Ever since their 1992 debut, Soul of a New Machine, Fear Factory have pushed the envelope in their balance of clean and scream, their industrialized lyrical themes and, in particular, the rapid-fire, hyper-precise picking of guitarist Dino Cazares.
For album number nine, Genexus, which hits stores August 7, the band has found a new lyrical spin on the theme that informs so much of its writing.
“It is a full concept album like the last one and a couple of ones before that,” Cazares says from backstage at Australia’s Soundwave Festival. “It’s a continuation of man-versus-machine, but it’s more machine-versus-man, a reverse role. It gives you a different perspective of what the machine feels like and thinks like than how man feels!”
As for the musical direction, Cazares promises “a lot of riffs! The faster tracks are definitely reminiscent of Demanufacture, and we have a lot of groovy tracks as well that are probably more along the lines of Obsolete. That’s the best comparison I can give. There are some different elements in there that we’ve never done before, or a different approach on some things, but overall, when you hear the first riff you’ll go, ‘Okay, that’s Fear Factory!’ I think this is a record that people want to hear.”
Live drummer Mike Heller laid down the tracks for the record (as opposed to 2012’s The Industrialist which used programmed drums), and Cazares played bass on all tracks using a custom-made Ibanez five-string.
This time around Fear Factory has turned to Andy Sneap, who has worked with Arch Enemy, Opeth, Bullet For My Valentine, Megadeth and others, to mix the record. Cazares met Sneap when they collaborated on tracks for the Roadrunner United project, but haven’t worked together on Fear Factory material until now.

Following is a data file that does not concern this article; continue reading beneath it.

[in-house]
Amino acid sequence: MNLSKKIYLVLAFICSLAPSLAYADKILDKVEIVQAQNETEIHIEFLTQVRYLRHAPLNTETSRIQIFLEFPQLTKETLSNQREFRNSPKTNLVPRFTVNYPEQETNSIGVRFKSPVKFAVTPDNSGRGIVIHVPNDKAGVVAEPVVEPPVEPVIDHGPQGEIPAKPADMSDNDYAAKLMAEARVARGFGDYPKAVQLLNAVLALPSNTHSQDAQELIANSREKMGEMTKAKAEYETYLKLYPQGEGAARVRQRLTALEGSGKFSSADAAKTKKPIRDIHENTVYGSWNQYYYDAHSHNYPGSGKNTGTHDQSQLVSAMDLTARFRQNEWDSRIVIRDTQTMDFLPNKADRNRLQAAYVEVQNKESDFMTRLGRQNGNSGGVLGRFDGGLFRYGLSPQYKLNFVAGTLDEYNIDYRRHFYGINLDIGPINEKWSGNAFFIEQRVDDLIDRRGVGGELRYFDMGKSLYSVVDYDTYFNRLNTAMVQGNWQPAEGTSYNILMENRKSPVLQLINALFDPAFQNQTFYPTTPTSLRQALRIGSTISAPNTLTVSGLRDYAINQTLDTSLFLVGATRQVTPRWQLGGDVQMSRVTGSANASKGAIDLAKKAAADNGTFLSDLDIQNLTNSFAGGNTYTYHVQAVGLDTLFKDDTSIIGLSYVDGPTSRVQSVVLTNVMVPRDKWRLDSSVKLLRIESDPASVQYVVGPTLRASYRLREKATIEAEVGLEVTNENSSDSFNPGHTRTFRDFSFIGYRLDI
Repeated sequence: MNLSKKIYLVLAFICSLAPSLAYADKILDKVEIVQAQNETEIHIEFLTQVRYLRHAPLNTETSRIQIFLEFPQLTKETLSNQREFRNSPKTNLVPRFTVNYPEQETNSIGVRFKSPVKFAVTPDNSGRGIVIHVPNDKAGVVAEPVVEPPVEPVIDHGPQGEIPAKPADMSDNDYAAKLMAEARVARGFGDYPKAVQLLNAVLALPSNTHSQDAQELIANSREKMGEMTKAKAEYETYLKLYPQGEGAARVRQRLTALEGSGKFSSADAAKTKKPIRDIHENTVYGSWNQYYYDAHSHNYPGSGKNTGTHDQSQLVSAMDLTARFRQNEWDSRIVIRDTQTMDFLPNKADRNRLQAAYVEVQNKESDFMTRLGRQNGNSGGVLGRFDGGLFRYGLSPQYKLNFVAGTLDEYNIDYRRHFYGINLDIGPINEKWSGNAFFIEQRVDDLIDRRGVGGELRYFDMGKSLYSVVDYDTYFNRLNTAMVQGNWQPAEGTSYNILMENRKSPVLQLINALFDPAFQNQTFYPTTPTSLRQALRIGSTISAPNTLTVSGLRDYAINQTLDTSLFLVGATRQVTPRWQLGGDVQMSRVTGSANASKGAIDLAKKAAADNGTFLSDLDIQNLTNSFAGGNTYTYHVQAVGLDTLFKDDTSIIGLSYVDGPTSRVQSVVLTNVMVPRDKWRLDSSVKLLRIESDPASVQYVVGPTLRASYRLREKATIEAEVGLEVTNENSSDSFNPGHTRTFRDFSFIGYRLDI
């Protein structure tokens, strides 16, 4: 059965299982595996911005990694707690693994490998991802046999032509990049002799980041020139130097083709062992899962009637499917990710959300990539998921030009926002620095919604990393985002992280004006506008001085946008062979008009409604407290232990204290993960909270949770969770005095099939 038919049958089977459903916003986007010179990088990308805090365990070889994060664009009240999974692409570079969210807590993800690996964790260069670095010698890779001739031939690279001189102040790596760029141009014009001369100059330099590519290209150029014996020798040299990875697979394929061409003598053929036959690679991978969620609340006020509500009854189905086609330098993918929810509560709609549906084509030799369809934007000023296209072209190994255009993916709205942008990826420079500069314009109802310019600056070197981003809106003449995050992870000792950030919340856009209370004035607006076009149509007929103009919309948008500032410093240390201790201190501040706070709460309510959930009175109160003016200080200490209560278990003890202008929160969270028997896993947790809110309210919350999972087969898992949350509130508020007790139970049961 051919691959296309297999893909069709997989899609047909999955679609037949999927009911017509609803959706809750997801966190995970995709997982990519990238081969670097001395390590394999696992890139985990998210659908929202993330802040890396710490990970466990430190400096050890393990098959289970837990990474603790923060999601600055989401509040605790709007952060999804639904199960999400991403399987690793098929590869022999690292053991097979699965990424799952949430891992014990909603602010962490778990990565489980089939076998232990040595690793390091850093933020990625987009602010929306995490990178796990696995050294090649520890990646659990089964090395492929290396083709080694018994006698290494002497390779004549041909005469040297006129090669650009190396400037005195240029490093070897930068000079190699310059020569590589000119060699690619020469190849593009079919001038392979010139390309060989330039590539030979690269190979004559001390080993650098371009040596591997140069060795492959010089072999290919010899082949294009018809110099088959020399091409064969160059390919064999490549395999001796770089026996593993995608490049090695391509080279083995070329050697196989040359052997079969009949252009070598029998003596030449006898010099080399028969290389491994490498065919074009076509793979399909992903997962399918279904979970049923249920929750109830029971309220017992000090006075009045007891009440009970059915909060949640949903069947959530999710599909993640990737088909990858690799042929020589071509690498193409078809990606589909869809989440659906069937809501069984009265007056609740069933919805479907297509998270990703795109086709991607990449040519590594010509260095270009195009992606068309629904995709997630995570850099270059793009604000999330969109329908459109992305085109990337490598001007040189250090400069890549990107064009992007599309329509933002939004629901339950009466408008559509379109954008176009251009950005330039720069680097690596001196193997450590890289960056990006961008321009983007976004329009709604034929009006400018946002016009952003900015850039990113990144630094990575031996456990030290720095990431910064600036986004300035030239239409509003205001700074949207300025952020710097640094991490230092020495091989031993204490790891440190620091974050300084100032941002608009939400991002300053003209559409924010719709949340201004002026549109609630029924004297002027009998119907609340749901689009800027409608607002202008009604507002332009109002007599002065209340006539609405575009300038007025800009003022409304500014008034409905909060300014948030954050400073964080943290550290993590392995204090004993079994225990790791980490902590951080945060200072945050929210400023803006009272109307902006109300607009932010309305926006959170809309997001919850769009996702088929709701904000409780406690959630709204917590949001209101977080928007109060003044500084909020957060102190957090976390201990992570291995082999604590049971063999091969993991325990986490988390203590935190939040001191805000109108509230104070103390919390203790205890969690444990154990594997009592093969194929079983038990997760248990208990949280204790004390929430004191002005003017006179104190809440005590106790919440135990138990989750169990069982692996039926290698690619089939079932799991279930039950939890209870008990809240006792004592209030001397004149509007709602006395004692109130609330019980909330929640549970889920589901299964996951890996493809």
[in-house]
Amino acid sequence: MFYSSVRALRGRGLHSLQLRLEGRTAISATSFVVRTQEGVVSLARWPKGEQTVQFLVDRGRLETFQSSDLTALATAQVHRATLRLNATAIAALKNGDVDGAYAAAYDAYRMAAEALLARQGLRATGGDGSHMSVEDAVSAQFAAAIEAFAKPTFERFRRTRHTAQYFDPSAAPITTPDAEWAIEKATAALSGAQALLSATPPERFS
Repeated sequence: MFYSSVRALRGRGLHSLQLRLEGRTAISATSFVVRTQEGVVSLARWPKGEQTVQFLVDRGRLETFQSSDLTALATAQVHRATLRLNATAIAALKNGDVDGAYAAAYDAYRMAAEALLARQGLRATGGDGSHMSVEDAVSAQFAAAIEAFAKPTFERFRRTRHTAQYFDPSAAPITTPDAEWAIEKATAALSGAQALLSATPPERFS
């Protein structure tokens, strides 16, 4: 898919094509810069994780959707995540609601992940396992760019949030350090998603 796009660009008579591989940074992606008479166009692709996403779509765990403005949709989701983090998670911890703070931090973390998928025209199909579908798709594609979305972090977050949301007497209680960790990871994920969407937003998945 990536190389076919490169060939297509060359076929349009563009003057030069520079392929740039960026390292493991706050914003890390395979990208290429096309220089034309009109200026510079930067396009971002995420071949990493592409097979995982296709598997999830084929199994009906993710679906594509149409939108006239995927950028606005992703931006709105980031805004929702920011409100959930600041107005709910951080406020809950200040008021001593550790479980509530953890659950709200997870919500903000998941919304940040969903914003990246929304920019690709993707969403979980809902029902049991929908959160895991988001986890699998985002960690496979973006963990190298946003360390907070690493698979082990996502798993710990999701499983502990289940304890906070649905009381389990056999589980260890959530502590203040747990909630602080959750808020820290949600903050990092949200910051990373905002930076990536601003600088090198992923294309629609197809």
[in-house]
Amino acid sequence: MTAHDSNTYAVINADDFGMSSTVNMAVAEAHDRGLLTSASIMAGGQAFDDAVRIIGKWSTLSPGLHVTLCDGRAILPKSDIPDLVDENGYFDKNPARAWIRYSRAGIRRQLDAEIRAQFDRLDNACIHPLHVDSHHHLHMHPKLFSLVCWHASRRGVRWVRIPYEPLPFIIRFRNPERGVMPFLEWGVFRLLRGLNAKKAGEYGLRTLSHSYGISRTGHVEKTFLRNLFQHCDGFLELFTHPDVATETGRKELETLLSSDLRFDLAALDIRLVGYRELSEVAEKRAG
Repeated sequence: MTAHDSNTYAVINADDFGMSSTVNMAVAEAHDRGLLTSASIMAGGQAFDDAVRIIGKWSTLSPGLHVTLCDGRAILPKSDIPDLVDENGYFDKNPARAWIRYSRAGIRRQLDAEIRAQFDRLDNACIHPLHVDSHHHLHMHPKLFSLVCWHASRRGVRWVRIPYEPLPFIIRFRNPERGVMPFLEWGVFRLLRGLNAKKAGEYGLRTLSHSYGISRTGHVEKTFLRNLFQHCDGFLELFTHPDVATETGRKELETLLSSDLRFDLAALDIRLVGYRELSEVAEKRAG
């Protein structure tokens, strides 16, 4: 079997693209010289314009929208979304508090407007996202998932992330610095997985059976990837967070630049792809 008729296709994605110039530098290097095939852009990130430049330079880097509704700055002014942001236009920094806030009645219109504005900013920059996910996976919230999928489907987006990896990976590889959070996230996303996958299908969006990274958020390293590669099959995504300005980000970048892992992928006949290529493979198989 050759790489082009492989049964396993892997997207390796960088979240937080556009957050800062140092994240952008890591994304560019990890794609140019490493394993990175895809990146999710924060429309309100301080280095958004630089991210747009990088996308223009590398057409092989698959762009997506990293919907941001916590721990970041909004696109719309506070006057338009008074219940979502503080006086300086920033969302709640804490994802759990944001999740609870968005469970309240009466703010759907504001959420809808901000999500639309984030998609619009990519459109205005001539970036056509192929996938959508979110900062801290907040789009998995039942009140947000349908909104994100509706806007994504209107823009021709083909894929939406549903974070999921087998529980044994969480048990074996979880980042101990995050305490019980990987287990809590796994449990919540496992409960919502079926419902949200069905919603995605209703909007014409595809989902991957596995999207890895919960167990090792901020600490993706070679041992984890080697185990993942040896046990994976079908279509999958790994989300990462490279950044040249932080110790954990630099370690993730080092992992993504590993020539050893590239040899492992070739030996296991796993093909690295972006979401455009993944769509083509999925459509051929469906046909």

“We’re excited,” Cazares says of the union. “We think he’s going to bring the best out of what we’ve done because he’s really known for having great productions and his mixes are great, so we wanted to give him a shot. We wanted to break out of the norm of what we always do and try someone who’s very different, and we have confidence that it’s going to be amazing.”
The guitar rig for the album is stripped down and simple; Cazares’ Ibanez DCM100 signature model seven-string guitar with his signature Seymour Duncan Retribution active humbucker, and a combination of amps and Kemper Profilers.
“I’ve cloned a few amps on the Kemper. A guy named Mike Fortin made me a couple of amps that are really good. He modified one of my old Marshall JCM800s with extra gain, extra boost and an extra preamp tube and it’s really hot. It sounds amazing, and I was able to clone that with the Kemper. Then he made me this killer Randall head, because he works for Randall, and it’s totally modified for me the way I like it. And I cloned that too.
"As a guitar player you’re always looking for something new in your search for tone. So one of the cool things about the Kemper is I can rent a head for a few hours, clone it and return it! And it makes things a lot easier, especially for traveling musicians like us. Our whole touring rig for guitars and bass is in a four-space rack!”
Photo: Jimmy Hubbard